According to Finance Minister Tharman Shanmugaratnam, the government will spend $7 billion to transform the economy by building "superior skills, quality jobs, higher incomes."
Then he gives an example of a target job skill he had in mind: mixologist. That's his high falutin' expression for a bar tender - the guy who concocts drinks for patrons too drunk to tell what is in the glass. You will be excused if you thought the Minister had one drink too many. By his scheme of things, the road sweeper will be called an environmental engineer, and he will be next in line to upgrade to toilet washer, since latter job does not require long hours in the sun. Not for them $45,000 pastry cooking lessons in France; that's for permanent secretaries who can be away from his office for months and still keep his job. And that's not all, they are have tasked another expensive Minister, Teo Chee Hean, to form a new National Productivity and Continuing Education Council. Meaning there's going to be another bunch of civil servants drawing high salaries.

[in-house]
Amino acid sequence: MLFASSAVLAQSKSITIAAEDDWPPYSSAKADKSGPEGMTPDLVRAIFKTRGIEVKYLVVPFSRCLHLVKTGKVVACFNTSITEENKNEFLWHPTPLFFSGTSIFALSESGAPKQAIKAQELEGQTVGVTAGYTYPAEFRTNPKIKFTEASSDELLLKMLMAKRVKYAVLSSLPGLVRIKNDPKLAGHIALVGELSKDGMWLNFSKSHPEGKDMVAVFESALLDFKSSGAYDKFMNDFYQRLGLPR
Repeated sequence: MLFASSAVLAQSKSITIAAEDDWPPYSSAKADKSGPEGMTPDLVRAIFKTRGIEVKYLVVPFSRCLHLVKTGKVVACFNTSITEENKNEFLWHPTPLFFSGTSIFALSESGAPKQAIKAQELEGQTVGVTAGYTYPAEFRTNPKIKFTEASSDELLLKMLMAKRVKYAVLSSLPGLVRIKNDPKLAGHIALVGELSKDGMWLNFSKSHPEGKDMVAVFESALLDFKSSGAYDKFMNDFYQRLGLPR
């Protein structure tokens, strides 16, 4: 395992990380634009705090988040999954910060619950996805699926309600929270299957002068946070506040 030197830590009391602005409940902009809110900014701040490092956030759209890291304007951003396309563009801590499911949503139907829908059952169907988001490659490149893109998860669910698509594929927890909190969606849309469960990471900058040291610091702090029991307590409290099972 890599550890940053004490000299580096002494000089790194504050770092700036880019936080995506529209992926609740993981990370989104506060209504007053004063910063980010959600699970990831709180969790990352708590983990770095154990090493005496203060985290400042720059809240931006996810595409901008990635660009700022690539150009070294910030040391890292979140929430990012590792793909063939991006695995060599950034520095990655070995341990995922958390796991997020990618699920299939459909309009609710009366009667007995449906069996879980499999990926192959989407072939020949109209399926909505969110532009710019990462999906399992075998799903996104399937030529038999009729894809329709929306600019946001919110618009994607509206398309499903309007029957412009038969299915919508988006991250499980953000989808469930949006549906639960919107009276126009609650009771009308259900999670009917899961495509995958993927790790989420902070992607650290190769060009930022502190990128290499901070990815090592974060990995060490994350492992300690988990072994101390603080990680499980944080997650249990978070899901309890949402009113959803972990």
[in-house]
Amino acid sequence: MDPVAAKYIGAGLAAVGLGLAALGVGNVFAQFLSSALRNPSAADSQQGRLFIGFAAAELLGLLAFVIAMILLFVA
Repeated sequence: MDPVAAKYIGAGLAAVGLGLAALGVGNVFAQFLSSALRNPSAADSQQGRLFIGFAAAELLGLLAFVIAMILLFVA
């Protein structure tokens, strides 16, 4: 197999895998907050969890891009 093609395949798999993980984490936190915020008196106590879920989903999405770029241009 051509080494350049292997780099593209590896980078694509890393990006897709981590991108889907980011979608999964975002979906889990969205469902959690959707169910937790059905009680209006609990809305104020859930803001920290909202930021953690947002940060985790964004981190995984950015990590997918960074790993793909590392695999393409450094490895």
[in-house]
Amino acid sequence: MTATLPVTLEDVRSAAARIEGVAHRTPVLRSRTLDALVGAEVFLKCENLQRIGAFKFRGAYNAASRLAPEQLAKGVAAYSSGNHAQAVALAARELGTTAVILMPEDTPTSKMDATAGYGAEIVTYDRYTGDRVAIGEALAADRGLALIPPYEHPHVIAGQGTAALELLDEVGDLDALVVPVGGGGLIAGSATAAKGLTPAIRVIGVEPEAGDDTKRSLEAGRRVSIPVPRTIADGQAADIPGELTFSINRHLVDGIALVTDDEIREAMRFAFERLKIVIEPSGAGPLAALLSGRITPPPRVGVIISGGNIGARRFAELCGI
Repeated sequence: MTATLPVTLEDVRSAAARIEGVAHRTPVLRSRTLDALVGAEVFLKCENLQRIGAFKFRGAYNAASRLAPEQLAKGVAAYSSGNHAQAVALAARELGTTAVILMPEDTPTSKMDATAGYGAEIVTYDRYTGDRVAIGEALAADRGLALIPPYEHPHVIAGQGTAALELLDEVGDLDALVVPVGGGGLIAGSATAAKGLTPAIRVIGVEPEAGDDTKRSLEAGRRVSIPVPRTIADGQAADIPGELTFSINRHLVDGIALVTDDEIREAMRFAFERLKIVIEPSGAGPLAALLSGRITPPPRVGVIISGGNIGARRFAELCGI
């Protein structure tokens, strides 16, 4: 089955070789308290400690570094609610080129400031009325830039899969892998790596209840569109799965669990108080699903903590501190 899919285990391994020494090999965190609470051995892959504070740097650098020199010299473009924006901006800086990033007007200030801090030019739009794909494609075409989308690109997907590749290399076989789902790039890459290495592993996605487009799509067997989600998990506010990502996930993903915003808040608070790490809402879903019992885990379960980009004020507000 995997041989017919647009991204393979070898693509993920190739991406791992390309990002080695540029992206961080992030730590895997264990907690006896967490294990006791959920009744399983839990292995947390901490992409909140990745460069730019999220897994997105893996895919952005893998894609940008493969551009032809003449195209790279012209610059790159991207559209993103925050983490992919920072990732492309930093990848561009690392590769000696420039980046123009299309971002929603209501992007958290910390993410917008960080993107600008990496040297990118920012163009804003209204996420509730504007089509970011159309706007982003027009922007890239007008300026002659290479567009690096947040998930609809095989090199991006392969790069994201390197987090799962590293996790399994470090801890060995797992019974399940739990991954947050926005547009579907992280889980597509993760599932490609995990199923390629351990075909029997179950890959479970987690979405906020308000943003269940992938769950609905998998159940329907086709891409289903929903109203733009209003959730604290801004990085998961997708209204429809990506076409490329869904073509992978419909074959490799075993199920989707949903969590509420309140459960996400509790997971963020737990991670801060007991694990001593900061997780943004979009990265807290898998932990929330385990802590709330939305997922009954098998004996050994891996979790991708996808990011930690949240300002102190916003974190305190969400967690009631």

Singapore did undergo a period of job ungrading years ago, when labour intensive industries were replaced by capital intensive ones like printed circuit board manufacture. Then the old guard like Goh Keng Swee turned the swamps of Jurong into factory complexes overnight.
But this generation of politicians has once again proved to be bankrupt of ideas. If they are really serious in increasing productivity, they should reduce the size of the bureaucracy, the number one cause of high operating overheads for businesses. Does the Prime Minister really need a Minister Mentor, two Senior Ministers, two Deputy Prime Ministers and 15 Ministers (two of which are without portfolio) to help him run the country?